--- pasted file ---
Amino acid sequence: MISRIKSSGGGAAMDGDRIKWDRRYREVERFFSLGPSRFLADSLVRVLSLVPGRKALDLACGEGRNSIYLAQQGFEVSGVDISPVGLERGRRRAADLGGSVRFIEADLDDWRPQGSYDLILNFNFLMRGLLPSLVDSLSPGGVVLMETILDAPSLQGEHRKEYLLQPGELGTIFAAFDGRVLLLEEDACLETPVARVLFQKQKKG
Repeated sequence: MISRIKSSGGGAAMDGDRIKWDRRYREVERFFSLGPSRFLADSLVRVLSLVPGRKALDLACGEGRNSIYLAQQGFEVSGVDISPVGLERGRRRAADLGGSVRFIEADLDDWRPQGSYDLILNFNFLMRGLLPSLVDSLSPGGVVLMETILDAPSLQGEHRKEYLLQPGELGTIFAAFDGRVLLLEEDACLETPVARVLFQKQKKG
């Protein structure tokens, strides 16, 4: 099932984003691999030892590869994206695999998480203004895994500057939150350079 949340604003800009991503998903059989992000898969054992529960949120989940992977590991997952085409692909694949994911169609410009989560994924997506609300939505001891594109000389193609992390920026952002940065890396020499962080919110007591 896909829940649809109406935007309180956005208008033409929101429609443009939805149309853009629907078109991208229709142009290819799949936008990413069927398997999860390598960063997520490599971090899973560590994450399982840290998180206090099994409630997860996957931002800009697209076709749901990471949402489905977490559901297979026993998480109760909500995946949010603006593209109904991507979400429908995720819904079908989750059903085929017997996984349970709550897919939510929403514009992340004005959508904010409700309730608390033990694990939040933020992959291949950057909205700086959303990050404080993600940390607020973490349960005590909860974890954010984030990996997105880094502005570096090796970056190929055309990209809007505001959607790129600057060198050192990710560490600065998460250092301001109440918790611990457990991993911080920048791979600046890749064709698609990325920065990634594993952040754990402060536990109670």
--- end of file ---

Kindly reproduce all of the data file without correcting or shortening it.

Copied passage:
Amino acid sequence: MISRIKSSGGGAAMDGDRIKWDRRYREVERFFSLGPSRFLADSLVRVLSLVPGRKALDLACGEGRNSIYLAQQGFEVSGVDISPVGLERGRRRAADLGGSVRFIEADLDDWRPQGSYDLILNFNFLMRGLLPSLVDSLSPGGVVLMETILDAPSLQGEHRKEYLLQPGELGTIFAAFDGRVLLLEEDACLETPVARVLFQKQKKG
Repeated sequence: MISRIKSSGGGAAMDGDRIKWDRRYREVERFFSLGPSRFLADSLVRVLSLVPGRKALDLACGEGRNSIYLAQQGFEVSGVDISPVGLERGRRRAADLGGSVRFIEADLDDWRPQGSYDLILNFNFLMRGLLPSLVDSLSPGGVVLMETILDAPSLQGEHRKEYLLQPGELGTIFAAFDGRVLLLEEDACLETPVARVLFQKQKKG
């Protein structure tokens, strides 16, 4: 099932984003691999030892590869994206695999998480203004895994500057939150350079 949340604003800009991503998903059989992000898969054992529960949120989940992977590991997952085409692909694949994911169609410009989560994924997506609300939505001891594109000389193609992390920026952002940065890396020499962080919110007591 896909829940649809109406935007309180956005208008033409929101429609443009939805149309853009629907078109991208229709142009290819799949936008990413069927398997999860390598960063997520490599971090899973560590994450399982840290998180206090099994409630997860996957931002800009697209076709749901990471949402489905977490559901297979026993998480109760909500995946949010603006593209109904991507979400429908995720819904079908989750059903085929017997996984349970709550897919939510929403514009992340004005959508904010409700309730608390033990694990939040933020992959291949950057909205700086959303990050404080993600940390607020973490349960005590909860974890954010984030990996997105880094502005570096090796970056190929055309990209809007505001959607790129600057060198050192990710560490600065998460250092301001109440918790611990457990991993911080920048791979600046890749064709698609990325920065990634594993952040754990402060536990109670």